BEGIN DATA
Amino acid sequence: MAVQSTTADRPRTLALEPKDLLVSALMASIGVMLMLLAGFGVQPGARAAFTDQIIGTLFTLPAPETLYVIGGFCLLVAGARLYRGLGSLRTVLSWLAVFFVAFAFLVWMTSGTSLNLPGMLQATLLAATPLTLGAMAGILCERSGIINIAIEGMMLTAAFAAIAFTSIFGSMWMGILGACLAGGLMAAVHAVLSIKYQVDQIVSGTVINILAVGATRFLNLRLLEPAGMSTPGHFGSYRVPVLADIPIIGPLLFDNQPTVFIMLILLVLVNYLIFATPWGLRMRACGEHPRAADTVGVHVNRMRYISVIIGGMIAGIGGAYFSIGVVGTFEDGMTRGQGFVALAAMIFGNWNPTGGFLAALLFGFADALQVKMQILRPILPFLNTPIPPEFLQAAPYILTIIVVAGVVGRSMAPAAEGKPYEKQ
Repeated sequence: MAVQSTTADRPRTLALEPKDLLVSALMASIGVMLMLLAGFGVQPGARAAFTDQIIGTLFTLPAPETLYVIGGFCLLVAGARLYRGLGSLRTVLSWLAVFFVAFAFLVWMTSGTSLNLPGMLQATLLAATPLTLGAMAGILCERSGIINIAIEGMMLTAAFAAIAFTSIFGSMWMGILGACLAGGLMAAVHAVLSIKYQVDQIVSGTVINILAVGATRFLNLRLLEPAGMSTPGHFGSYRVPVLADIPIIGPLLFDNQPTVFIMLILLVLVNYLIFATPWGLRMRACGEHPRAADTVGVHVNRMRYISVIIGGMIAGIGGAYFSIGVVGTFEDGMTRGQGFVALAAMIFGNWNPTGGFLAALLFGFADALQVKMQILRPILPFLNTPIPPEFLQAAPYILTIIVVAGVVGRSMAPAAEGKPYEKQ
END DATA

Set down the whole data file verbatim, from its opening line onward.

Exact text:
Amino acid sequence: MAVQSTTADRPRTLALEPKDLLVSALMASIGVMLMLLAGFGVQPGARAAFTDQIIGTLFTLPAPETLYVIGGFCLLVAGARLYRGLGSLRTVLSWLAVFFVAFAFLVWMTSGTSLNLPGMLQATLLAATPLTLGAMAGILCERSGIINIAIEGMMLTAAFAAIAFTSIFGSMWMGILGACLAGGLMAAVHAVLSIKYQVDQIVSGTVINILAVGATRFLNLRLLEPAGMSTPGHFGSYRVPVLADIPIIGPLLFDNQPTVFIMLILLVLVNYLIFATPWGLRMRACGEHPRAADTVGVHVNRMRYISVIIGGMIAGIGGAYFSIGVVGTFEDGMTRGQGFVALAAMIFGNWNPTGGFLAALLFGFADALQVKMQILRPILPFLNTPIPPEFLQAAPYILTIIVVAGVVGRSMAPAAEGKPYEKQ
Repeated sequence: MAVQSTTADRPRTLALEPKDLLVSALMASIGVMLMLLAGFGVQPGARAAFTDQIIGTLFTLPAPETLYVIGGFCLLVAGARLYRGLGSLRTVLSWLAVFFVAFAFLVWMTSGTSLNLPGMLQATLLAATPLTLGAMAGILCERSGIINIAIEGMMLTAAFAAIAFTSIFGSMWMGILGACLAGGLMAAVHAVLSIKYQVDQIVSGTVINILAVGATRFLNLRLLEPAGMSTPGHFGSYRVPVLADIPIIGPLLFDNQPTVFIMLILLVLVNYLIFATPWGLRMRACGEHPRAADTVGVHVNRMRYISVIIGGMIAGIGGAYFSIGVVGTFEDGMTRGQGFVALAAMIFGNWNPTGGFLAALLFGFADALQVKMQILRPILPFLNTPIPPEFLQAAPYILTIIVVAGVVGRSMAPAAEGKPYEKQ